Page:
1. Higher education in Croatia

1.1 Accreditation and recognition

Since passing The Croatian Qualifications Framework Act in February 2012, the Croatian higher education system has been fully aligned with the European Higher Education Area. This means that Bachelor’s and Master’s degrees, as well as other qualifications, should be afforded the same respect as those from elsewhere in the EHEA.

Some degrees offered in English are validated by non-Croatian universities but there most are Croatian accredited.

Degrees in dentistry and medicine are recognised throughout the European Union and, for the time being at least, students who graduate from Croatia will be automatically able to work in the United Kingdom.

The degree in Veterinary Medicine at the University of Zagreb is additionally accredited by the European Association of Establishments of Veterinary Education. This provides an extra level of recognition and should mean that this degree will be recognised in the UK no matter what happens with Brexit.

1.2 Application process

Students applying to Croatian universities ordinarily have to take the State Matura exam if they intend to study a Bachelor’s degree in Croatian. Students gain access based on their performance in this exam when ranked against all other candidates. For a rough idea of the level of the Matura in comparison with British qualifications, this summary from the UCAS website might be of interest.

However, for English-taught Bachelor’s degrees, the process is different. Most private universities will accept direct applications from international students. Assessment will be based primarily on previous education. For British students, this will ordinarily mean A’ levels. BTEC Level 3 Extended Diplomas may be accepted for some subjects but not for medicine, dentistry and veterinary studies.

If you wish to apply to study medicine or dentistry in English at a Croatian university, you will have to take an entrance exam. These exams are rarely held in the United Kingdom but are occasionally offered in Germany. This might change as more British and Irish students consider Croatia every year. The entrance exam typically includes questions in biology, chemistry, maths and/or physics. The first exam is usually held in March or April for admission the following October. A second exam might be offered in July if there are still places available.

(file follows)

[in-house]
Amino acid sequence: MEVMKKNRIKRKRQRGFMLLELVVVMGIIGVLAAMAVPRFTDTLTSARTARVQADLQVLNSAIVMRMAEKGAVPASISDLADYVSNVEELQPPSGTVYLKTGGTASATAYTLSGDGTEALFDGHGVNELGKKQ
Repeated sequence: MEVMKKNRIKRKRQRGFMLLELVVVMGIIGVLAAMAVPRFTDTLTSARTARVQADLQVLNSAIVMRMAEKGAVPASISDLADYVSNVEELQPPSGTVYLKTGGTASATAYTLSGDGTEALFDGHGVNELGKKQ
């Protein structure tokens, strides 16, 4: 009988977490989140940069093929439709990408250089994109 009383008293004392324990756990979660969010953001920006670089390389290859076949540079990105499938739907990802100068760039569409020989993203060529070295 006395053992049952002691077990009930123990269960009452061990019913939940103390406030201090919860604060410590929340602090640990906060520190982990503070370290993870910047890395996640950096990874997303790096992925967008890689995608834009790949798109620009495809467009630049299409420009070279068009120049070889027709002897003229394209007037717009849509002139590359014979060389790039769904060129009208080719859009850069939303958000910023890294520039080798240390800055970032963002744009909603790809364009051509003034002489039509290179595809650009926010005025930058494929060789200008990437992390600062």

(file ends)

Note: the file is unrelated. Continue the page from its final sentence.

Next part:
For veterinary medicine, there is currently no entrance exam. Assessment is based entirely on existing qualifications and work experience. We are able to advise students on their likelihood of success based on their previous education.

You can start the application process for the following degree programmes directly through

2. How much does it cost to study in Croatia?

2.1 Tuition fees at Croatian universities

Tuition fees at Croatian universities depend on the language of the degree programme. Ordinarily, degrees taught in Croatian at public universities do not charge tuition fees. However, all of the degrees listed on this website do not fall into this category because they are offered in English.

International programmes at Croatian public universities can charge tuition fees and private universities are of course free to charge whatever they want. This means that in reality, practically every degree on our site will have a different annual tuition fee and it is better for you to search out the degrees that are of interest to you in order to see what it would cost you. Generally speaking, Croatian higher education is extremely affordable by European standards.

Students who speak Croatian and embark on competitive English-taught programmes with a view to switching later to Croatian-taught programmes will not be successful.

Health sciences courses

Medicine, dentistry and veterinary medicine courses taught in English costs the most in Croatia, between €7,000 and €10,000 per year.

Currently, only public universities teach health science subjects in English. We do not foresee any significant changes over the next few years.